But one element of the Affordable Care Act is a gradual move toward value-based payment--that is compensating health care providers based on how much or little they actually improve patients' health rather than how many procedures they perform. Given this trend, Katke says, "we changed our mindset." So M1 became the first outpatient imaging center in the country to roll out a system called ACR Select. When a physician orders an exam, ACR Select returns a rating from 1 to 9 as to how appropriate the exam is based on that patient's information. It won't override physicians' orders, but gives them immediate, evidence-based feedback on whether they've chosen the right exam.

Doctors appreciate this feedback because they're less likely to have their exams questioned later by payers, and also because with the dizzying array of choices available, guidance is a help. With fewer unneeded exams, payers benefit, and patients do too.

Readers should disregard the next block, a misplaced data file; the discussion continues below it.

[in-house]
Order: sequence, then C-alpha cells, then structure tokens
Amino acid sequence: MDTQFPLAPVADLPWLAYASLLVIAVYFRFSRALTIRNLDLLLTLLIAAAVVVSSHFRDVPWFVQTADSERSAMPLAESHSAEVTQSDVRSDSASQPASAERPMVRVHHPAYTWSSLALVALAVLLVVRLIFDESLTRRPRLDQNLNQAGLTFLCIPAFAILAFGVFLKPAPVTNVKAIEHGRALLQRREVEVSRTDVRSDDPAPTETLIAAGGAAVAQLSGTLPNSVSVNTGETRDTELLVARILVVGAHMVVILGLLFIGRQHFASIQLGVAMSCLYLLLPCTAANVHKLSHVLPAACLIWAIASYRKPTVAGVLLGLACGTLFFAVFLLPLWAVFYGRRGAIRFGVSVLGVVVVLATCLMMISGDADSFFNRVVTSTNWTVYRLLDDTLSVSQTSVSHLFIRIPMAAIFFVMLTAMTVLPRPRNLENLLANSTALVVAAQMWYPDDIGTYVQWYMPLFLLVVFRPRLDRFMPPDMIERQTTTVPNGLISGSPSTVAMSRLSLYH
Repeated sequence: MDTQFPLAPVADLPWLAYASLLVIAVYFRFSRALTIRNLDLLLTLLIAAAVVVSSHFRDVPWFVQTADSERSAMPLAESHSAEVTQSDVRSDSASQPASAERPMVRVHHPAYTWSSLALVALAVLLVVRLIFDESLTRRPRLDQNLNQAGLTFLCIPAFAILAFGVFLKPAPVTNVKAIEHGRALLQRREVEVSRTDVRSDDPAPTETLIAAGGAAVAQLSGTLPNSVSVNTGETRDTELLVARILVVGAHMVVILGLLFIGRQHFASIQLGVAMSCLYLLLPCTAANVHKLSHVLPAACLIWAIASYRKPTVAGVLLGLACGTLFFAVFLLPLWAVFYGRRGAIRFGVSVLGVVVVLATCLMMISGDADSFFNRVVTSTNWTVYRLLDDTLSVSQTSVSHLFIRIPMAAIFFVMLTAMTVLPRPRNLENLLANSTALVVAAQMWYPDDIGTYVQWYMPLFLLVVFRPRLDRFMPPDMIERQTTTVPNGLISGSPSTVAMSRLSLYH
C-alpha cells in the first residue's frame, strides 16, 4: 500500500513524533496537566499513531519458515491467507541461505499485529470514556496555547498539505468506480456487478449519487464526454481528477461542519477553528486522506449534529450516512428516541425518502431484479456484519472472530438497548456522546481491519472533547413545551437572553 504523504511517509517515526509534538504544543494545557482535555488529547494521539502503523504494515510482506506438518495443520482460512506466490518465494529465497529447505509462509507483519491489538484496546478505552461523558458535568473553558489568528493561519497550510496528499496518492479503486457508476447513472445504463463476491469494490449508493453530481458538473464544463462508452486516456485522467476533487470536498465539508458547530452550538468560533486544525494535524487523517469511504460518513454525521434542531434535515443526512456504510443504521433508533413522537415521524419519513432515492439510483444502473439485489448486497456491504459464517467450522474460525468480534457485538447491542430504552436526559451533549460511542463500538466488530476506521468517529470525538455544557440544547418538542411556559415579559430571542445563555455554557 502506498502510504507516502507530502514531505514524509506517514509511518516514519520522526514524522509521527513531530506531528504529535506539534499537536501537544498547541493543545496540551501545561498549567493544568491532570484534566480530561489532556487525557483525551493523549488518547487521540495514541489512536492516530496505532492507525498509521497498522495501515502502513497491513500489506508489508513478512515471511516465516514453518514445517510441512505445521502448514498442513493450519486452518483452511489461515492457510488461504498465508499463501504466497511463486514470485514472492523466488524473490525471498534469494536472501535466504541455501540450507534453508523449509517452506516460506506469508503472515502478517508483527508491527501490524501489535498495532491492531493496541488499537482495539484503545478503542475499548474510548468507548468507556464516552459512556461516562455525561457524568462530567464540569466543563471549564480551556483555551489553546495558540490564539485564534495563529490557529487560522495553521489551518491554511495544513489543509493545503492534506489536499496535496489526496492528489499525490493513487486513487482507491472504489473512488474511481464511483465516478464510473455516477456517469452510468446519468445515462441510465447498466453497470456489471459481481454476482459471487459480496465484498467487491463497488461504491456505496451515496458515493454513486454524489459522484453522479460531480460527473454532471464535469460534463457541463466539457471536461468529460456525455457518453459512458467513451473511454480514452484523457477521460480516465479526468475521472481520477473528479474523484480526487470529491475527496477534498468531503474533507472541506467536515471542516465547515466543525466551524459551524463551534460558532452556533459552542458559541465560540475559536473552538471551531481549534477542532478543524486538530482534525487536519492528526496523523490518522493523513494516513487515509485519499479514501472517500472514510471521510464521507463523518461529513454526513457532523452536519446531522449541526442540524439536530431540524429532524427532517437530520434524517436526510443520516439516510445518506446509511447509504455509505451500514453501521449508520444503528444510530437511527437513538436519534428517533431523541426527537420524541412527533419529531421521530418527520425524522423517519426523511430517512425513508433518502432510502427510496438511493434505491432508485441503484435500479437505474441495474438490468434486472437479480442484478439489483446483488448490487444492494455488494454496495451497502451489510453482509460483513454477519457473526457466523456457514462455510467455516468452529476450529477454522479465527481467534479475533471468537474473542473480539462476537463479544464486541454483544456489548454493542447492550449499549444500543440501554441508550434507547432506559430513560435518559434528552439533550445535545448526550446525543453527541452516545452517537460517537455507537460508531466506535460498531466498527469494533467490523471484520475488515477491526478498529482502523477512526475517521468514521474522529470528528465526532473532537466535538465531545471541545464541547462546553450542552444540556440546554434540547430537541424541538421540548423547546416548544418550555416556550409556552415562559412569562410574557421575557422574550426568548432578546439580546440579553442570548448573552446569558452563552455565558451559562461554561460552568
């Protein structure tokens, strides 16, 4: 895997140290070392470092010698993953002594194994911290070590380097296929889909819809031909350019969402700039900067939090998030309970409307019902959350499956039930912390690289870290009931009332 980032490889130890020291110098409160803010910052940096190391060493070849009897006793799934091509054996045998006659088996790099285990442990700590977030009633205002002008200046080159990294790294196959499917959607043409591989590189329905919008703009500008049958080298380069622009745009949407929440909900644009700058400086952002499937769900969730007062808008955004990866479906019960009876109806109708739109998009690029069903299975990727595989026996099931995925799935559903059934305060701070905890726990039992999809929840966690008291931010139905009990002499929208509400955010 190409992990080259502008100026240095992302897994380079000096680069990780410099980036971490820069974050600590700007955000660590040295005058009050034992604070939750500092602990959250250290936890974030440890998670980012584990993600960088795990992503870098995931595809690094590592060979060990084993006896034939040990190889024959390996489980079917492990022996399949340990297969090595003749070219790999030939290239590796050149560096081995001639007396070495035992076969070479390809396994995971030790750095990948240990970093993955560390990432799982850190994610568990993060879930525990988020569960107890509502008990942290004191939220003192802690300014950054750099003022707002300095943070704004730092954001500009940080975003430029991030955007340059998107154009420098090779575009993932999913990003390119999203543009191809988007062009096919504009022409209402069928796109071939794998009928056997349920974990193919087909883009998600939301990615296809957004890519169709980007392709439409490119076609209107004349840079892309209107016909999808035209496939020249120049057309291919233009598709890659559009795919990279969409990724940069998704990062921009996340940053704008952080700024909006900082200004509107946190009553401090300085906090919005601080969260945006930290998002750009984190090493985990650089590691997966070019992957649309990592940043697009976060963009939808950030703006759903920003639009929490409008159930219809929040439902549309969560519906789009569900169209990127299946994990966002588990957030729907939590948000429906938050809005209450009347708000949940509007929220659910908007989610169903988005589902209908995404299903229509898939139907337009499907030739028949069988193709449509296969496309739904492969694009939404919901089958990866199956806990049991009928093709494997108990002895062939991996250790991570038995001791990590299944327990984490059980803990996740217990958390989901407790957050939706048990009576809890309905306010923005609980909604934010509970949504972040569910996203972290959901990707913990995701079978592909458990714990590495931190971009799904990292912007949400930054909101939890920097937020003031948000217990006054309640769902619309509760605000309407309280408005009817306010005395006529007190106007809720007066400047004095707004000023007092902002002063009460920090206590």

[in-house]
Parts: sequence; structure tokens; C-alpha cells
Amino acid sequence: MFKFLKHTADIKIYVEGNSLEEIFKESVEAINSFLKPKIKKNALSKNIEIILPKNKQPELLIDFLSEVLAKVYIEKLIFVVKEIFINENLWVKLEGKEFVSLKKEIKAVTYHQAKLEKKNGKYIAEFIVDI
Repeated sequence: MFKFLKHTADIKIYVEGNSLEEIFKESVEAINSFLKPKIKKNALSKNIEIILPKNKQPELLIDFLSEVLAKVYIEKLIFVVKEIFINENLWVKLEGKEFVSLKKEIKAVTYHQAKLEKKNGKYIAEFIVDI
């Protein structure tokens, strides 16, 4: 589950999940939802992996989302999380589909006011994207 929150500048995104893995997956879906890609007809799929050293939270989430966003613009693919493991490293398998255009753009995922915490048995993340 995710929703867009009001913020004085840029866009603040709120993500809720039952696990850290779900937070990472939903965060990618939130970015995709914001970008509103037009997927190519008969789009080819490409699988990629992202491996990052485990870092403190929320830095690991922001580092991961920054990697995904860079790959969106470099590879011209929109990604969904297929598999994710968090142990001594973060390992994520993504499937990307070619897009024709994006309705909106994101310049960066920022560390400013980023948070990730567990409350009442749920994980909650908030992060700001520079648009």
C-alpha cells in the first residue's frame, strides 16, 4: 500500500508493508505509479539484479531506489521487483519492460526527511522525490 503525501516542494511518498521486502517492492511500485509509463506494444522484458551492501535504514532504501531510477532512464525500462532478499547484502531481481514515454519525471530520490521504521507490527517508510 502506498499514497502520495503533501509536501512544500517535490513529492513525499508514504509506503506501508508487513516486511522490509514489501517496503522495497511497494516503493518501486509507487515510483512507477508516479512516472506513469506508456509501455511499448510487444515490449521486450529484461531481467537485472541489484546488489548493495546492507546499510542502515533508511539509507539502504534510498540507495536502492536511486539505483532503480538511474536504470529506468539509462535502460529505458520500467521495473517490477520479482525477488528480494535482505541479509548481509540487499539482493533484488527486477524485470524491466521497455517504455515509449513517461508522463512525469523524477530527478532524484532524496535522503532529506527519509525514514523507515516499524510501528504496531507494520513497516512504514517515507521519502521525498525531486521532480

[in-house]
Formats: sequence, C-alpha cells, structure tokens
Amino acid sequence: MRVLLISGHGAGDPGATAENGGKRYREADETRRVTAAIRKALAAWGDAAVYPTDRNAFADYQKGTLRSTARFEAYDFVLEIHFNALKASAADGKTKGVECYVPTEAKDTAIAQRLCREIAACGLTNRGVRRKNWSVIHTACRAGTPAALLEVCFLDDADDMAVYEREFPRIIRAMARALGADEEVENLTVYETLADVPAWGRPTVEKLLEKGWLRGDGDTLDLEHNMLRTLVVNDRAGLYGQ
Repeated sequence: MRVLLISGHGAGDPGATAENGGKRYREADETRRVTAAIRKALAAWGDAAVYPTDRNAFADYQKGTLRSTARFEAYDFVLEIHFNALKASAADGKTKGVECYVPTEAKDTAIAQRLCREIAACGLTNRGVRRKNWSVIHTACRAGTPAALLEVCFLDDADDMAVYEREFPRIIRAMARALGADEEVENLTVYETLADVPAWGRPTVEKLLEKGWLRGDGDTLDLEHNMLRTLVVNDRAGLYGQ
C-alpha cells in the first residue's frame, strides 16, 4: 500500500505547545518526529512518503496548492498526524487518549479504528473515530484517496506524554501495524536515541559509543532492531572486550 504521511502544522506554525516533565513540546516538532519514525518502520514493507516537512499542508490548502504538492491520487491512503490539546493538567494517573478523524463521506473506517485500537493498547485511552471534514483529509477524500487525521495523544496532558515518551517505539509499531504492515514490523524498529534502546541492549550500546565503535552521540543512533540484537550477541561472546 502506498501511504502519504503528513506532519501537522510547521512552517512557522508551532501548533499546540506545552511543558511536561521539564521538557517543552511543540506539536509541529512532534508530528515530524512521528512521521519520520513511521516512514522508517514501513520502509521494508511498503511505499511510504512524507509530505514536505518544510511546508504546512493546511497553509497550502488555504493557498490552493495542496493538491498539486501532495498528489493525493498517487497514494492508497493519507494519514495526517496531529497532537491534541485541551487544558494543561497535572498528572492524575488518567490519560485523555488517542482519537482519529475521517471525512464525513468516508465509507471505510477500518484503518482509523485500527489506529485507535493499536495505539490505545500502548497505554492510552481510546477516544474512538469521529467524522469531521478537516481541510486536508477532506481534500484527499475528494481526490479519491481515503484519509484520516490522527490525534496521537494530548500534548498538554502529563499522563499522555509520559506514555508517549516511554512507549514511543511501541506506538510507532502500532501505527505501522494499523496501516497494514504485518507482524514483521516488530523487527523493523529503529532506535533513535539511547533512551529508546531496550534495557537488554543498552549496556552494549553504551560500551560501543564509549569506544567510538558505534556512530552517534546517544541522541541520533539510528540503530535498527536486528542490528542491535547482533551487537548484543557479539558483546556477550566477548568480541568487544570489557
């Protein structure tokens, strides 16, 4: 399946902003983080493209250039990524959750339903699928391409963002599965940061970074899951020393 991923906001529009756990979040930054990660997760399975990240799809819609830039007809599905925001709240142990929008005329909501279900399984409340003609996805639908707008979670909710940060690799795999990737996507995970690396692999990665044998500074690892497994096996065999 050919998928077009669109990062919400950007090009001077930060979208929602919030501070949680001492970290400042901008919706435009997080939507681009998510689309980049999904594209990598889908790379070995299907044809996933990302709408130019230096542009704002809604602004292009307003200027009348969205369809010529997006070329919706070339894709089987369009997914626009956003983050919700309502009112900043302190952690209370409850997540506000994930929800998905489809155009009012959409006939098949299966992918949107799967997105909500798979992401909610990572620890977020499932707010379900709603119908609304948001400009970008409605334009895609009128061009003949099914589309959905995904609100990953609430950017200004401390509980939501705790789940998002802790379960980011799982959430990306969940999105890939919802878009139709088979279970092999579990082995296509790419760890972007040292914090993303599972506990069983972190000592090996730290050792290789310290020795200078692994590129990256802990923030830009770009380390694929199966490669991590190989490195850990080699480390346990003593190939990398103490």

2. Is there a product or service our customers don't know about yet but will want when they do?

In health care, new products and better approaches come along all the time, and the trick is to know which will make a meaningful difference to patients and doctors. For M1, weight-bearing imaging is such a technology. MRI exams are traditionally performed with the patient lying still on a table, but for patients experiencing back pain, an image that shows the patient's lower back while he or she is standing can provide greater insight into the cause of the trouble. Knowing this would be a game-changer, Katke and Desai made sure to be the first outpatient imaging facility to offer weight-bearing lumbar MRIs.

"New technology enters and things change," Katke says. "So you always have to be anticipating what the customer will need before they know they need it. That's vital in health care, and probably in every industry."